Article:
Filed under: Bureaucracy, Democrat Corruption, Domestic Policy, Environment, Junk Science, Media Bias, Politics, Regulation | Tags: Agency Overreach, Bad Press, EPA Chief Gina McCarthy
There is some evidence that the consistent mention of the “Pause,” that obvious fact, is beginning to bother some of the climate consensus crowd. To wit, EPA Administrator Gina McCarthy. Of course the EPA has had some really bad press lately, as the world watched a great spill of noxious yellow mine tailings, that we were told is extremely toxic to life on Earth, into a tributary of the great Colorado River that serves most of the American Southwest. The Navajo Tribe said they would be instituting a massive lawsuit, but we have heard nothing further about that, nor has the spread of the yellow mess made the major news, or perhaps I just missed it. Gina McCarthy stated, in the pages of The Hill, that:
America has come a long way in protecting public health and the environment over the past 45 years. Since 1970, we’ve cut air pollution by nearly 70 percent, while our economy has tripled in size. America’s environmental laws have provided a solid foundation for success, but they’re only part of the equation. Without resources to work hand in hand with state, local and tribal partners to enforce these laws, progress isn’t possible. Laws talk the talk, but enforcement walks the walk.
When rules under the Clean Air Act, Clean Water Act and other laws are not followed, people suffer. Neighborhoods become polluted, livelihoods become threatened and the health of kids and families are put at risk.
Enforcement programs keep dangerous illegal activity in check. They hold violators accountable and deter bad actors. They level the playing field for businesses that play by the rules. And most of all, they provide security and protection to people across America, who depend on clean air, water and land to live healthy, productive lives.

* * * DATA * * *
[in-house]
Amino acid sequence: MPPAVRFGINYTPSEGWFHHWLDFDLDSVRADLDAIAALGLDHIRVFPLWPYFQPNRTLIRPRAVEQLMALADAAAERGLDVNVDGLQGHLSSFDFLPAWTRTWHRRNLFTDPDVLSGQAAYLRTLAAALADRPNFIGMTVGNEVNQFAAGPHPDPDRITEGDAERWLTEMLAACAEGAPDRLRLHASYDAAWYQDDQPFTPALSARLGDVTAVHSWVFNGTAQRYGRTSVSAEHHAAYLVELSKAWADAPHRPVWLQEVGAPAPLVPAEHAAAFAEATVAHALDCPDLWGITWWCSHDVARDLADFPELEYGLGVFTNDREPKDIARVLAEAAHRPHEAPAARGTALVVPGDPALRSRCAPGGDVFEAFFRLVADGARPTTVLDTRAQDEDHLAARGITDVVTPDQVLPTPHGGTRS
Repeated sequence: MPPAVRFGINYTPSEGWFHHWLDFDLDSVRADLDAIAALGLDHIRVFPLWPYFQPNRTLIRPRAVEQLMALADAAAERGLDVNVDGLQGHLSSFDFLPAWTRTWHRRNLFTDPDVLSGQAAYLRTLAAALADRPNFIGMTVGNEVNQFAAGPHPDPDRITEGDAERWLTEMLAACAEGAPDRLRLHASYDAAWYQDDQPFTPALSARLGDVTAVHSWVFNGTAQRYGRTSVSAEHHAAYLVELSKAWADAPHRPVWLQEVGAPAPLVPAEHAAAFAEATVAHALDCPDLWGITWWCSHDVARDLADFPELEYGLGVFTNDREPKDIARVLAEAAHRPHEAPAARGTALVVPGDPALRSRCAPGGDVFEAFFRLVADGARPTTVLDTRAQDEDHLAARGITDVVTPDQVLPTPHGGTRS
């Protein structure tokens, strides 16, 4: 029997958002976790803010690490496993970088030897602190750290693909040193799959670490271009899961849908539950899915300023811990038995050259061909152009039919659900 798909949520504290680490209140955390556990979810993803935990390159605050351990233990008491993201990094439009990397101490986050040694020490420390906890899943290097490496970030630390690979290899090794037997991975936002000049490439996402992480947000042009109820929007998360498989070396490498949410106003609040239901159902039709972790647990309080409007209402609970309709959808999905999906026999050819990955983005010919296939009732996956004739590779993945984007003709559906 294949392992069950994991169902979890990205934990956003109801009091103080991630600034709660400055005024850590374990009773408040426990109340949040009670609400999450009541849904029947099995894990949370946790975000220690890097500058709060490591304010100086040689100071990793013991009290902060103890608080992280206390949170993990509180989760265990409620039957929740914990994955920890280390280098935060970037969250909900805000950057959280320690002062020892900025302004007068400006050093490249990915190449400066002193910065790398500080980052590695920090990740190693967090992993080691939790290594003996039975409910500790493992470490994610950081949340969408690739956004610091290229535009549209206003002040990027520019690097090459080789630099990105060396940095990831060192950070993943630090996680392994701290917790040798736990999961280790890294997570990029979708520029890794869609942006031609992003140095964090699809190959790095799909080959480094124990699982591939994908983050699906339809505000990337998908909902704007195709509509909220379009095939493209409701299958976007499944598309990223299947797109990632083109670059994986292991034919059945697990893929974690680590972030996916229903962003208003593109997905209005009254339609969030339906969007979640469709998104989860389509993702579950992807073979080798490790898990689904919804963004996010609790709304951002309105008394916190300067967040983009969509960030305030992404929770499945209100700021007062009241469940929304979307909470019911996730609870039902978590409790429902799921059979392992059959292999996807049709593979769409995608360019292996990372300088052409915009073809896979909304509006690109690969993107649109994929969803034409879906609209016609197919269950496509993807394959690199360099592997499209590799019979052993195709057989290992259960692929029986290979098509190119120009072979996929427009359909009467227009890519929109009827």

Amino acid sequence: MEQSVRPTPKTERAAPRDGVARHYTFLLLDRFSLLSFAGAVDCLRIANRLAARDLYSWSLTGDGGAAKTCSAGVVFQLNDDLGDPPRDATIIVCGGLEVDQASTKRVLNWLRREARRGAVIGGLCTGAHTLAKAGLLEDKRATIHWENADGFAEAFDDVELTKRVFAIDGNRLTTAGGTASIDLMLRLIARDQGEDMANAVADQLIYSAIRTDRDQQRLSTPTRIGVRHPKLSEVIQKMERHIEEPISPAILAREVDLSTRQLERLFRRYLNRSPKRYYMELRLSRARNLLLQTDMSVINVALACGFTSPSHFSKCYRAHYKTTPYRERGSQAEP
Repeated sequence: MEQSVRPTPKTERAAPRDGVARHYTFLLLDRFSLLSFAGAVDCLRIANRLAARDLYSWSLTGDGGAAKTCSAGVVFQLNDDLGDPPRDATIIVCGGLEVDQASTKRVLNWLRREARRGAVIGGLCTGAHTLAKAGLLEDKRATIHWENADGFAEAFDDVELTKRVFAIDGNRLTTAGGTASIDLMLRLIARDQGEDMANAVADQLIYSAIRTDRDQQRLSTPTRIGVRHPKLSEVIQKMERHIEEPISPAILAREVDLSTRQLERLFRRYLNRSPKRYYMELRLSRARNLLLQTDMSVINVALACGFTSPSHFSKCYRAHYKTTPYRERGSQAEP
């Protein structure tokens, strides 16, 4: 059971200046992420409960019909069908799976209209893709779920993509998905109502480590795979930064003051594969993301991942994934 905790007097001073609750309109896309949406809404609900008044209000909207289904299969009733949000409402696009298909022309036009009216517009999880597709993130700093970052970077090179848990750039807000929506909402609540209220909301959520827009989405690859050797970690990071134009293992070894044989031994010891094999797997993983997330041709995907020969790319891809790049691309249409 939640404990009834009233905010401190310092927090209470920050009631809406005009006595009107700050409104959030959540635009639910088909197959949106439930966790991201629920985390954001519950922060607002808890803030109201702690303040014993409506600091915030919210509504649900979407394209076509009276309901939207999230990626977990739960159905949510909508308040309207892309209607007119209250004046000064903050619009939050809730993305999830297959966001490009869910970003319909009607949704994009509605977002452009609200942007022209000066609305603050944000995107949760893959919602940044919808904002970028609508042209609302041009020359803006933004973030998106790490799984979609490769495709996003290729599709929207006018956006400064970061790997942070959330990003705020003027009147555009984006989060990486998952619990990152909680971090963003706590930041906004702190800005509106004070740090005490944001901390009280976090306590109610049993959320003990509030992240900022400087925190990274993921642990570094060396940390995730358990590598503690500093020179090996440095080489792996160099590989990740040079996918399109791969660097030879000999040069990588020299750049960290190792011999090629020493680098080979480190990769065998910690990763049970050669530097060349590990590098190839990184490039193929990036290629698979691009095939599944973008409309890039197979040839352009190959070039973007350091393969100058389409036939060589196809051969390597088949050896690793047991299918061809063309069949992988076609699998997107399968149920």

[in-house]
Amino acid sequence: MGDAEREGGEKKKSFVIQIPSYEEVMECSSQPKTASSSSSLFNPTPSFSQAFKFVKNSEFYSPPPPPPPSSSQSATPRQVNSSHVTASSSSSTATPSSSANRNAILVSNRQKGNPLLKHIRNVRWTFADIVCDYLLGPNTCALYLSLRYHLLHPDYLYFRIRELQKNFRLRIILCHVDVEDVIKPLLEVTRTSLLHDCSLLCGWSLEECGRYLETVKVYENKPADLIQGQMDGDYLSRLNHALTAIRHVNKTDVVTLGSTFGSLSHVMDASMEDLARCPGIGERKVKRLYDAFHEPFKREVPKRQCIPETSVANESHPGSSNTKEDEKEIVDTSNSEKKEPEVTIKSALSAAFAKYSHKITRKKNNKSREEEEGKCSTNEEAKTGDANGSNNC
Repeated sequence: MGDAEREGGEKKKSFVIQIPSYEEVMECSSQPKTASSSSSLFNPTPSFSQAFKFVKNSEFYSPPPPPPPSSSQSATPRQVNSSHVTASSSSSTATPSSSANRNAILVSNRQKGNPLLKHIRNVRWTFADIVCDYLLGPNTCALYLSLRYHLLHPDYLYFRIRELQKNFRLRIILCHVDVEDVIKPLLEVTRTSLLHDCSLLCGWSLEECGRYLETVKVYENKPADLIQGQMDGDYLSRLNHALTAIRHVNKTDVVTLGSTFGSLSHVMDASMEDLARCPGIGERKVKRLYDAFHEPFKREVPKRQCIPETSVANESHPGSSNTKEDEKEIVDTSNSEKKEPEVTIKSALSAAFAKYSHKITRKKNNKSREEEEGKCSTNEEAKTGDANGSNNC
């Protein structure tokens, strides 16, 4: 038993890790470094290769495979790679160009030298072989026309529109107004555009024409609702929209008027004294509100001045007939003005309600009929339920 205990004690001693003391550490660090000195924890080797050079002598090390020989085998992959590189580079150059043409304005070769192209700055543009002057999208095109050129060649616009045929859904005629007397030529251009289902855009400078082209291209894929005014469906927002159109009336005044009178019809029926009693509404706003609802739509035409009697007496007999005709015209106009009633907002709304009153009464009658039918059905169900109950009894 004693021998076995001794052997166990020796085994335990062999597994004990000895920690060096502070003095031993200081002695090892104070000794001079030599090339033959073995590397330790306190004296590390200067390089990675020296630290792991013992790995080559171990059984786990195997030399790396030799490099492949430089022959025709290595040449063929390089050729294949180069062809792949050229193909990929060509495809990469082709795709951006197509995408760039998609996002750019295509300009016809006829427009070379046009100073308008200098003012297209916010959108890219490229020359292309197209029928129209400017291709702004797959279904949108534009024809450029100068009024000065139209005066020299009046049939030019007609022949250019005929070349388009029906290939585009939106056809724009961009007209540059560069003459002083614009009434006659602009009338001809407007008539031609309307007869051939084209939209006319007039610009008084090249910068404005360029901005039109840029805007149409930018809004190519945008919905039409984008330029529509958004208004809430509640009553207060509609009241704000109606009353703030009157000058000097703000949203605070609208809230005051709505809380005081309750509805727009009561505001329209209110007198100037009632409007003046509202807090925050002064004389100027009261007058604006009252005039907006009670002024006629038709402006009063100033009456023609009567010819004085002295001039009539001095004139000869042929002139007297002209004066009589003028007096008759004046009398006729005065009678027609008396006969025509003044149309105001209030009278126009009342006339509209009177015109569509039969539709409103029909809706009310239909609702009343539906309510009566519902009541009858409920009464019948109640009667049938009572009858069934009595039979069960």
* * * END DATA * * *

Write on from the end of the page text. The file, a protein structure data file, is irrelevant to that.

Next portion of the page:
This is probably what McCarthy believes. She is all for enforcement, big enforcement. Strong standards are a key step, and holding everyone accountable allows the EPA to protect American lives and especially the children (it’s always asthma). But I take it as a bit of self-justification from an agency under fire.
The problem is that the EPA has taken the original mandate of the Clean Air Act and the Clean Water Act, which Congress didn’t bother to define, as their authority to grab for power and control of ever more of America. They have been slapped down by the courts over and over, but it doesn’t seem to bother them at all. They issue immense fines, preferably in the billions, because the threat of enormous fines makes people and businesses surrender quickly. Not content with just cleaning up smog, they have turned to fine particulates, going so far as attempting to regulate farm dust, which may seem possible for city apartment dwellers, but for anyone who had ever been near a farm—is an absurdity.
The EPA attempt to grab control of the drip from your downspouts as a part of the “navigable waters of the United States” has been halted by the courts, but ‘overreach’ is in their blood. The pictures that accompany the news from the agency usually feature smokestacks which are belching (probably water vapor) but give the impression of noxious pollutants.
Carbon Dioxide remains a pollutant to the EPA, but for the rest of us (excluding Barack Obama and John Kerry) it remains plant food, one of the basic necessities for almost all life on Earth. Increasing levels of CO2 have increased crop yields by at least 10–15 percent, and are good for humankind as well as the natural world, for an acre of land that is not used for crops is left for nature. Between 1990 and 2011 – 13, although population increased by 31% to 7.1 billion, available food supplies have increased by 44%. This is good news that your probably didn’t hear.
I don’t believe that the EPA has saved a single life from pollution, nor kept a single child from contracting asthma (doctors don’t know the cause). Their overreach is not only excessive, but damaging to the people and the economy. I don’t believe that the agency needs a swat team of their very own. They need to produce the science that they use to promulgate their rules and regulations, and establish that they are actually a needed bureaucracy, rather than an agency out for self-serving power grabs. And they need to prove that there is some reason why they should continue to exist.
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